A long time ago, I was a member of ANCOR as the CEO of Maryland’s state association and I was a non-voting member of the ANCOR board representing state associations prior to my stint with state government. I cannot tell you how delighted I was when 10 years ago Renee Pietrangelo carved out a part time position for me as the liaison to the state associations of ANCOR.
This position fit like a glove and I’ve loved every minute in this role. I’ve loved working closely with our members, meeting them across the country and working collaboratively to unify our work for the greater good. Yet time is telling me it’s time for me to slow down a little.
When I think of where our field was in the 1970s and where it is today, I must reflect on the progress made on multiple fronts. People with disabilities are more engaged than ever in advocacy, policy work, and mentoring. Community programs are morphing into more self-directed, family-oriented, and inclusive opportunities; but we must ask if it is enough.
Wages for DSPs continue to lag far behind counterpart human service sectors. Progress made under the community rule seems paused a bit; the ADA is under attack; and the ACA’s foundation seems ever so fragile. I used to think of our progress as linear, but I’ve come to realize our path is more circular. Issues we once thought resolved continue to challenge us years later – nothing is stable, nothing is forever. Our disability movement must always be vigilant in its oversight and advocacy.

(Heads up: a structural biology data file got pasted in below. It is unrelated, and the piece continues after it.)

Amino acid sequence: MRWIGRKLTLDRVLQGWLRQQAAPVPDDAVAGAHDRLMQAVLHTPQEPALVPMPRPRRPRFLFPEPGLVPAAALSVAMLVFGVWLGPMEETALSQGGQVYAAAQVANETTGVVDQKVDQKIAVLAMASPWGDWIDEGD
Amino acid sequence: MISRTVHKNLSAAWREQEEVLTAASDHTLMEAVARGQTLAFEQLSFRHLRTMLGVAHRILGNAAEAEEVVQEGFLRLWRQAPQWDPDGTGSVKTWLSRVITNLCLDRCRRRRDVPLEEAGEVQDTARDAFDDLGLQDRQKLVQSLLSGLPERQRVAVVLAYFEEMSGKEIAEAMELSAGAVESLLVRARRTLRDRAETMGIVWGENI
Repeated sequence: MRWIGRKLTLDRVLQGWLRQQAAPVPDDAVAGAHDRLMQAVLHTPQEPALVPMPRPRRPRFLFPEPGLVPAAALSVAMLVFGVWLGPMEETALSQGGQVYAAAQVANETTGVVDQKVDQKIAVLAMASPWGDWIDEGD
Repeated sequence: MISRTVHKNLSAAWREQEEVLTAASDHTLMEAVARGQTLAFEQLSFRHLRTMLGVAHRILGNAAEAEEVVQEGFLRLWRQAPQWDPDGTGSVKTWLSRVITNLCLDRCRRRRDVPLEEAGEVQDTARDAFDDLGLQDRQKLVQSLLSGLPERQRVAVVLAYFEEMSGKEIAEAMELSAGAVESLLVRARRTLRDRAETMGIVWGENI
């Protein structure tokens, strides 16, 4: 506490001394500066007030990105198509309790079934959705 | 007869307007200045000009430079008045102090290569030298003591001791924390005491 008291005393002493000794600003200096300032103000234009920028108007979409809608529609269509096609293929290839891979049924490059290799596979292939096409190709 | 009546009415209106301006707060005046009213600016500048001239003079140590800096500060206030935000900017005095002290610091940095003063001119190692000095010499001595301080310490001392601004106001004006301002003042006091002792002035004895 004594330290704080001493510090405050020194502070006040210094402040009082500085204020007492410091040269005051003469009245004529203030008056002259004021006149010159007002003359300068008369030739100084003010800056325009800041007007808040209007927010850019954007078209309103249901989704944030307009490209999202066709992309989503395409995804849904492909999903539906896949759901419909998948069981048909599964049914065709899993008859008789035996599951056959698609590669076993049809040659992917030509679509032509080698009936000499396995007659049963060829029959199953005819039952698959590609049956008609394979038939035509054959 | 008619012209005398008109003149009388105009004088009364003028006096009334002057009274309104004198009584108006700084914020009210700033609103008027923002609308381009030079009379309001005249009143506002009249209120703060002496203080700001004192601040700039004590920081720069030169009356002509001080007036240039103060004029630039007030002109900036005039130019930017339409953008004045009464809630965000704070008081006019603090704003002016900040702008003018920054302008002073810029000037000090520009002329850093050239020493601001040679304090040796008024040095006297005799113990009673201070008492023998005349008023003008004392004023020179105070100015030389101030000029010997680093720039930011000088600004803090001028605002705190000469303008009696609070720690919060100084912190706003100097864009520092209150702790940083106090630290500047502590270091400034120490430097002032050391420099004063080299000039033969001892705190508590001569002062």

I’m privileged to have worked among an amazing cadre of people with disabilities and advocates over the last 45 years. Our work has challenged and nourished us, prompting us to be ever mindful of the civil rights of people with disabilities. As administrations come and go and memories run short, we tend to forget there is a fragility to this work. We see this every time one of our hard fought legislative wins is challenged, such as the most recent effort to repeal the Affordable Care Act.
Going forward we must all commit to nurturing the next generation of leaders, with and without disabilities. We must commit to continued vigilance. We must commit to an expanded and fluid vision incorporating what people with disabilities tell us is important TO THEM.
ANCOR is doing this and more for its members more than any other national organization. ANCOR is committed to strengthening providers of community supports and services so the future is sound for people with disabilities. So it is with sadness I bid farewell to colleagues and friends across the ANCOR family; yet, I know this great work will continue long into the future.
To all of you, be well, and as Justin Dart once said, “Lead on!”
Diane McComb is ANCOR’s liaison to the State Association Executives Forum through December 2017 and can be reached at [email protected] until that time. Beginning in 2018, she can be reached at [email protected]